By Ben Rafferty
Imagine if you had to read your PIN out loud at the ATM to make a transaction. With the possibility of someone overhearing and maliciously using your information, this notion is unthinkable. So why is it still commonplace for call centers to ask customers to read their card numbers, sensitive authentication data (SAD), and other personally identifiable information (PII) over the phone?
A recent secret shopper survey of leading insurance companies’ call centers unveiled that insurers are inclined to use the outdated, risky practice of asking customers for verbal confirmation of payment card details. In fact, ten of the top insurance companies in the United States anonymously surveyed said that they require customers to read their card numbers out loud to pay for insurance services over the phone. Moreover, four out of those same ten insurers admitted that customer services representatives (CSRs) read card numbers back to customers. Although many customers and CSRs may not think twice about verbalizing sensitive data, there are far too many risks involved. And, given the 371 percent increase in data breaches in the insurance industry, and the 113 percent increase in call center fraud, insurers cannot afford to be complacent.
Inside, or CSR fraud, is a real threat. As customers read their information aloud, the CSR could be copying it down for fraudulent use. Without clean rooms (no bags, pens or paper, or cell phones) and other stringent security measures, there is no telling what the CSR may do when exposed to sensitive data. Also the customer may be reading the information aloud in a public place, such as the grocery store. Who knows who may be listening and jotting down their information?
When it comes to call recordings, the verbal confirmation of card numbers poses additional security concerns. This survey showed that eight of the ten insurers record calls, but how (and if) they remove PII from recordings varied. Some CSRs said they rely on a program to automatically block card details from the recording as callers talk. Others said PII is manually removed from the recordings after the call is completed. One insurer said they randomly record calls and keep recordings for thirty days before deleting them. Overall, it was also clear that CSRs were unaware or uninformed about how to shield sensitive information from recordings.
Unfortunately, the problem goes beyond the ambiguity and lack of a standardized approach to avoiding capturing card details. Most notably, a common method of removing card details cited in the survey was some form of “stop/start” or “pause and resume,” whereby the call recording is stopped, paused, or muted, either manually by a CSR or automatically. It is then restarted, resumed, or unmuted once sensitive information is captured. Stop/start systems are particularly inadequate, as the CSR is still exposed to verbalized information and in some cases is also responsible for pausing and resuming the call recording. Here there is opportunity for CSRs to misuse the system, whether intentionally or unintentionally.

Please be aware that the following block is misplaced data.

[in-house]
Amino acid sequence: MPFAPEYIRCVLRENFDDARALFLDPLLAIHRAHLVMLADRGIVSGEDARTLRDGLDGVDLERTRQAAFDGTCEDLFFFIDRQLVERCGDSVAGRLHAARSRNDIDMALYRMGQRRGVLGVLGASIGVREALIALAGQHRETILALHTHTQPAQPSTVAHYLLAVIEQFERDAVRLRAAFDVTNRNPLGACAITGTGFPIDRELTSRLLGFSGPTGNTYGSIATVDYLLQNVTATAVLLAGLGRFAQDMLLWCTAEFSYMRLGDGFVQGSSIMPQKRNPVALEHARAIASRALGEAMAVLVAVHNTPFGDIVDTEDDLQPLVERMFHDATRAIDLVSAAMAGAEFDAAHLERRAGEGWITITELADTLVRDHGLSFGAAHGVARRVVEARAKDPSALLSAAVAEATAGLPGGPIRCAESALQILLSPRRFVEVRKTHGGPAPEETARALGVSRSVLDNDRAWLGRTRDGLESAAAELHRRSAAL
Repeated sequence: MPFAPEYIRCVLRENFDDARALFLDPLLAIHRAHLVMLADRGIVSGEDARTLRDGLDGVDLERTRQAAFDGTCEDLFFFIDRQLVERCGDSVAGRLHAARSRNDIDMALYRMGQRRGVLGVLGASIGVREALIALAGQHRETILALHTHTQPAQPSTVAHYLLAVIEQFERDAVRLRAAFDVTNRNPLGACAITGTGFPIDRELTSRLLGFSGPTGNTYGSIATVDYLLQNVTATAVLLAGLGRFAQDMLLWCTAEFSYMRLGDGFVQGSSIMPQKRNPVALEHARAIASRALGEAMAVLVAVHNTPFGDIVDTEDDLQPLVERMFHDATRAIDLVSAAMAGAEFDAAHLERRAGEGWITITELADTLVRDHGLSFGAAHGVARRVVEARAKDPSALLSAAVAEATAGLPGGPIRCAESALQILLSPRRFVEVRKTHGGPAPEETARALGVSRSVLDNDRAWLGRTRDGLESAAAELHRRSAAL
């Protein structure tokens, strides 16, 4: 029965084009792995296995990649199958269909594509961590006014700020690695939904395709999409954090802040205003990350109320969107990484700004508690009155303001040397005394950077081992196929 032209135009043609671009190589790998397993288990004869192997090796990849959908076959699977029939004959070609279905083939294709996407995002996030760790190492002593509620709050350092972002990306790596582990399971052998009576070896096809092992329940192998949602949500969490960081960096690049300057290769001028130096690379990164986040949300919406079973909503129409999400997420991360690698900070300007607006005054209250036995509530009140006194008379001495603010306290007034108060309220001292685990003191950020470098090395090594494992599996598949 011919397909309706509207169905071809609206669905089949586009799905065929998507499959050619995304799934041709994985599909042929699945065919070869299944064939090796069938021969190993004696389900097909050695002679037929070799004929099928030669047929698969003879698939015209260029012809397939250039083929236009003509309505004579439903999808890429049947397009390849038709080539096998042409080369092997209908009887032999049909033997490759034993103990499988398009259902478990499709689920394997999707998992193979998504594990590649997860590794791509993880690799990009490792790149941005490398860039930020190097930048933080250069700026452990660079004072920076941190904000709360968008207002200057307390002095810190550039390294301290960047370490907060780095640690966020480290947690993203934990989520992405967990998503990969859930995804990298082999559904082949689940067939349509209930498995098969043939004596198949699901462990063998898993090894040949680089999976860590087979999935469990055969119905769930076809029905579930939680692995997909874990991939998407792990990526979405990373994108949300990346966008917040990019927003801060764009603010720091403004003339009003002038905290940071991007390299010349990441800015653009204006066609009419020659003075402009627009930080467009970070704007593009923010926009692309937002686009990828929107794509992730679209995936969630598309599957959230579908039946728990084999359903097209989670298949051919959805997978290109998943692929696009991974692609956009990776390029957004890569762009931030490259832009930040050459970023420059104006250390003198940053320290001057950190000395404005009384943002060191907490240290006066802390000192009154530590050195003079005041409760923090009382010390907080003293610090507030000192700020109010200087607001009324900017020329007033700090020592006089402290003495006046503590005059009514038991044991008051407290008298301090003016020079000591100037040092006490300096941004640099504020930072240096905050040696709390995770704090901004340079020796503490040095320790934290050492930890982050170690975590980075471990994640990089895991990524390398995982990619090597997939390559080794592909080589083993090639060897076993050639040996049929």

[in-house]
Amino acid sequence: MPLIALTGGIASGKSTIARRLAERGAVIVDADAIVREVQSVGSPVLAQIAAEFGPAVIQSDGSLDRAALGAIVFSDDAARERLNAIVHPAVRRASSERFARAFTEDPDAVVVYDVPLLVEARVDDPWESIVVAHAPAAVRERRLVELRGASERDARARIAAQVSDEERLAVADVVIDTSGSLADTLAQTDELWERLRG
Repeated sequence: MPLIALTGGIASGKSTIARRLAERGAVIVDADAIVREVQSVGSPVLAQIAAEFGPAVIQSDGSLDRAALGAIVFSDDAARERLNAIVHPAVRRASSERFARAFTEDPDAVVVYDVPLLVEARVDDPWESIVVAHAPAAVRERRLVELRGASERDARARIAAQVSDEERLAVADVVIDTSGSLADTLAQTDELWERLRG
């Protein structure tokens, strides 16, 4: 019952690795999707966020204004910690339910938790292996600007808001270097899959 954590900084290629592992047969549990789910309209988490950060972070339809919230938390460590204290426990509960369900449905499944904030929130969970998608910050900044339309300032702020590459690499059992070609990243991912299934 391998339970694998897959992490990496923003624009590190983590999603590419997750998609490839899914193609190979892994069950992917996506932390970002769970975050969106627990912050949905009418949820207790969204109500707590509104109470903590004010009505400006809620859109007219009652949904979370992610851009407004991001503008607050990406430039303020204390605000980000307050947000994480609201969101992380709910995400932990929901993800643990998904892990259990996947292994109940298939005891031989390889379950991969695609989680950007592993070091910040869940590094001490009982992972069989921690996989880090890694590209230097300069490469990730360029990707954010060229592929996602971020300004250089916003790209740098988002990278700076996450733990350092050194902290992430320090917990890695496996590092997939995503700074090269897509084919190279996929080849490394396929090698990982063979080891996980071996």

What if the CSR pauses the recording to leave out portions of the call while he or she engages in fraudulent behavior? Or what if the CSR accidentally forgets to pause the recording? This could log sensitive information, leaving it vulnerable in the event of a data breach.
On top of these risks, the Payment Card Industry Data Security Standard (PCI DSS), which governs all card payments, explicitly prohibits the recording of card security codes and the manual intervention of staff to remove data from recordings. Thus, insurers who practice stop/start or manually scrub recordings of PII are noncompliant.
Fortunately there is a simple security solution for call centers in the insurance industry and beyond, and it involves de-scoping the call center. This is most effectively accomplished by using dual-tone multifrequency (DTMF) masking technologies. Such solutions allow customers to enter payment card information on their telephone keypad and shield the numbers from the CSR and recordings by replacing DTMF tones with flat tones. Payments are sent directly to the payment processor and never touch the call center’s systems. These technologies enable call centers to keep customer data safe and out of their infrastructure, thereby reducing the risks associated with a reputation-damaging data breach. This also cuts compliance costs.
Because insurance call centers hold so much PII, from credit card numbers to social security numbers, it is in the companies’ and their customers’ best interests to ensure that their security and compliance efforts are in order—before it’s too late. This begins with making the practice of reading payment card numbers aloud over the phone a thing of the past.
Ben Rafferty has fifteen years of experience of delivering speech recognition, IVR, and contact center automation on CPE and hosted platforms. At Semafone, Rafferty is responsible for the smooth deployment of solutions into hosted environments and for the overall management of Semafone’s hosted offering.